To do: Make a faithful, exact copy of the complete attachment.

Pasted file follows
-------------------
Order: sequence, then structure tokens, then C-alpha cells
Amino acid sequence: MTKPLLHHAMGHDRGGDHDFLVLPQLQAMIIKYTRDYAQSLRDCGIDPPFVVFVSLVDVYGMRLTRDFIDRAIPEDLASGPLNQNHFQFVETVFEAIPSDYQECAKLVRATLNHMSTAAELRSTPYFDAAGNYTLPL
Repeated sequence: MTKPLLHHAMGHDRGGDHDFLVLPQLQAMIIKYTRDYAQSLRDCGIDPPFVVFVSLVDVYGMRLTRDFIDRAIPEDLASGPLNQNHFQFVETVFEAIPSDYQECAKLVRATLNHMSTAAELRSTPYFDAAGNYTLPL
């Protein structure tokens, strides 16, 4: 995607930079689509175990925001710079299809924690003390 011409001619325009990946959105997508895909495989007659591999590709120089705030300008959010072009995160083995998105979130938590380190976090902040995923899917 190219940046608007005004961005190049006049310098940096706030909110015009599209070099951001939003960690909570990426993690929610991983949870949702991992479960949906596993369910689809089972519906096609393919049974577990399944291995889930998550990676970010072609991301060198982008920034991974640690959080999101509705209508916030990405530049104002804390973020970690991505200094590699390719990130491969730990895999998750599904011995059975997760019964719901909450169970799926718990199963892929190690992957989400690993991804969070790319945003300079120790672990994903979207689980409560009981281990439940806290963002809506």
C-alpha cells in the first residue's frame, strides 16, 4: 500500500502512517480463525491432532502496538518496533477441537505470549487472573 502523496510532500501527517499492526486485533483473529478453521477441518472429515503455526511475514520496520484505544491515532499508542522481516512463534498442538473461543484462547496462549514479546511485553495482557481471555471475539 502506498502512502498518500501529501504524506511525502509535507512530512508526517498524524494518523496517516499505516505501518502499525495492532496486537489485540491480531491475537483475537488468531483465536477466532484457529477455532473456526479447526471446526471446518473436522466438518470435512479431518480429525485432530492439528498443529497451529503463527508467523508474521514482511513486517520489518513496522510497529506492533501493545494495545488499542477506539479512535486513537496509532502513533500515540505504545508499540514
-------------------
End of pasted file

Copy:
Order: sequence, then structure tokens, then C-alpha cells
Amino acid sequence: MTKPLLHHAMGHDRGGDHDFLVLPQLQAMIIKYTRDYAQSLRDCGIDPPFVVFVSLVDVYGMRLTRDFIDRAIPEDLASGPLNQNHFQFVETVFEAIPSDYQECAKLVRATLNHMSTAAELRSTPYFDAAGNYTLPL
Repeated sequence: MTKPLLHHAMGHDRGGDHDFLVLPQLQAMIIKYTRDYAQSLRDCGIDPPFVVFVSLVDVYGMRLTRDFIDRAIPEDLASGPLNQNHFQFVETVFEAIPSDYQECAKLVRATLNHMSTAAELRSTPYFDAAGNYTLPL
């Protein structure tokens, strides 16, 4: 995607930079689509175990925001710079299809924690003390 011409001619325009990946959105997508895909495989007659591999590709120089705030300008959010072009995160083995998105979130938590380190976090902040995923899917 190219940046608007005004961005190049006049310098940096706030909110015009599209070099951001939003960690909570990426993690929610991983949870949702991992479960949906596993369910689809089972519906096609393919049974577990399944291995889930998550990676970010072609991301060198982008920034991974640690959080999101509705209508916030990405530049104002804390973020970690991505200094590699390719990130491969730990895999998750599904011995059975997760019964719901909450169970799926718990199963892929190690992957989400690993991804969070790319945003300079120790672990994903979207689980409560009981281990439940806290963002809506």
C-alpha cells in the first residue's frame, strides 16, 4: 500500500502512517480463525491432532502496538518496533477441537505470549487472573 502523496510532500501527517499492526486485533483473529478453521477441518472429515503455526511475514520496520484505544491515532499508542522481516512463534498442538473461543484462547496462549514479546511485553495482557481471555471475539 502506498502512502498518500501529501504524506511525502509535507512530512508526517498524524494518523496517516499505516505501518502499525495492532496486537489485540491480531491475537483475537488468531483465536477466532484457529477455532473456526479447526471446526471446518473436522466438518470435512479431518480429525485432530492439528498443529497451529503463527508467523508474521514482511513486517520489518513496522510497529506492533501493545494495545488499542477506539479512535486513537496509532502513533500515540505504545508499540514